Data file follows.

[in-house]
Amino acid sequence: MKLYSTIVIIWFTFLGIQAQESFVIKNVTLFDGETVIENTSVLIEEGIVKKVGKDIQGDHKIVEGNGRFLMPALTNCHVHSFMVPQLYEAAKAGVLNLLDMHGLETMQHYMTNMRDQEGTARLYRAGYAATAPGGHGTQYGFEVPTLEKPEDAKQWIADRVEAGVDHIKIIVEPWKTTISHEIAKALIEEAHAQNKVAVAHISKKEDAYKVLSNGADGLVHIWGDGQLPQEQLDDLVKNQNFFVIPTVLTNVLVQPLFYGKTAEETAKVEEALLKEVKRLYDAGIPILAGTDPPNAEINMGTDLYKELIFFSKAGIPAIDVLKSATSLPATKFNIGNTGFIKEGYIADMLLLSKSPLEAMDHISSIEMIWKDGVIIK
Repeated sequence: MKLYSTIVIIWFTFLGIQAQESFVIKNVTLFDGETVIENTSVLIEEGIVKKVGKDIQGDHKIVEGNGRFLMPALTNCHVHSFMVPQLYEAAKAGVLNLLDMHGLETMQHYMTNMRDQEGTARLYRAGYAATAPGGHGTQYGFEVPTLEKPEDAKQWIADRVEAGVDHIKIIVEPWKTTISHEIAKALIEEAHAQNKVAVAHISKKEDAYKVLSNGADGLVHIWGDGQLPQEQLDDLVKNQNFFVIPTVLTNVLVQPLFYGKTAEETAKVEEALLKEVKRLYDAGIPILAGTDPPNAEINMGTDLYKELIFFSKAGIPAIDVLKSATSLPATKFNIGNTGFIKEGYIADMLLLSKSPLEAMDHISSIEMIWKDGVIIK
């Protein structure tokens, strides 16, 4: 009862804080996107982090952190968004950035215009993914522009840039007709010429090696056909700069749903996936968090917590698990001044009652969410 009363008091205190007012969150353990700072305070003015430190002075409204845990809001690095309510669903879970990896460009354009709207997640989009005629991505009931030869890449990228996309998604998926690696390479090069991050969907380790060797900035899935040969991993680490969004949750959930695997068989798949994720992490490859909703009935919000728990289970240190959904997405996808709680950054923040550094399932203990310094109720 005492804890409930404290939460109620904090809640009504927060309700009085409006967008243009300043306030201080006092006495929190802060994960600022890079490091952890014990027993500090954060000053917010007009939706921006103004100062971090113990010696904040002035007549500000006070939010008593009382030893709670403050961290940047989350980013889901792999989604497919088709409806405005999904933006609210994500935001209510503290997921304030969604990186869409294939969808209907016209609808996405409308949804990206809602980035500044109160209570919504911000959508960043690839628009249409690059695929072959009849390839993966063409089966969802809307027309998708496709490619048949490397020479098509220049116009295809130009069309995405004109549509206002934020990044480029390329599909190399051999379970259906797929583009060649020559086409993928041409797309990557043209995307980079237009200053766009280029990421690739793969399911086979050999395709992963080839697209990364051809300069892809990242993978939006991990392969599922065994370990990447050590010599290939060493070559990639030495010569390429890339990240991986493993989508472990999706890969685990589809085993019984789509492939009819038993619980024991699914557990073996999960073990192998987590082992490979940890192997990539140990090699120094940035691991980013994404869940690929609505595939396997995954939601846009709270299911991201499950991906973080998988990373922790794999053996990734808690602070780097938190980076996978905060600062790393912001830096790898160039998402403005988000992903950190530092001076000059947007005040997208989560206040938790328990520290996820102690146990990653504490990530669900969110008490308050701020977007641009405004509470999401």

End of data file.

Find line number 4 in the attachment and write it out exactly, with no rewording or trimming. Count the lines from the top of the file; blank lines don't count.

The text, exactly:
């Protein structure tokens, strides 16, 4: 009862804080996107982090952190968004950035215009993914522009840039007709010429090696056909700069749903996936968090917590698990001044009652969410 009363008091205190007012969150353990700072305070003015430190002075409204845990809001690095309510669903879970990896460009354009709207997640989009005629991505009931030869890449990228996309998604998926690696390479090069991050969907380790060797900035899935040969991993680490969004949750959930695997068989798949994720992490490859909703009935919000728990289970240190959904997405996808709680950054923040550094399932203990310094109720 005492804890409930404290939460109620904090809640009504927060309700009085409006967008243009300043306030201080006092006495929190802060994960600022890079490091952890014990027993500090954060000053917010007009939706921006103004100062971090113990010696904040002035007549500000006070939010008593009382030893709670403050961290940047989350980013889901792999989604497919088709409806405005999904933006609210994500935001209510503290997921304030969604990186869409294939969808209907016209609808996405409308949804990206809602980035500044109160209570919504911000959508960043690839628009249409690059695929072959009849390839993966063409089966969802809307027309998708496709490619048949490397020479098509220049116009295809130009069309995405004109549509206002934020990044480029390329599909190399051999379970259906797929583009060649020559086409993928041409797309990557043209995307980079237009200053766009280029990421690739793969399911086979050999395709992963080839697209990364051809300069892809990242993978939006991990392969599922065994370990990447050590010599290939060493070559990639030495010569390429890339990240991986493993989508472990999706890969685990589809085993019984789509492939009819038993619980024991699914557990073996999960073990192998987590082992490979940890192997990539140990090699120094940035691991980013994404869940690929609505595939396997995954939601846009709270299911991201499950991906973080998988990373922790794999053996990734808690602070780097938190980076996978905060600062790393912001830096790898160039998402403005988000992903950190530092001076000059947007005040997208989560206040938790328990520290996820102690146990990653504490990530669900969110008490308050701020977007641009405004509470999401």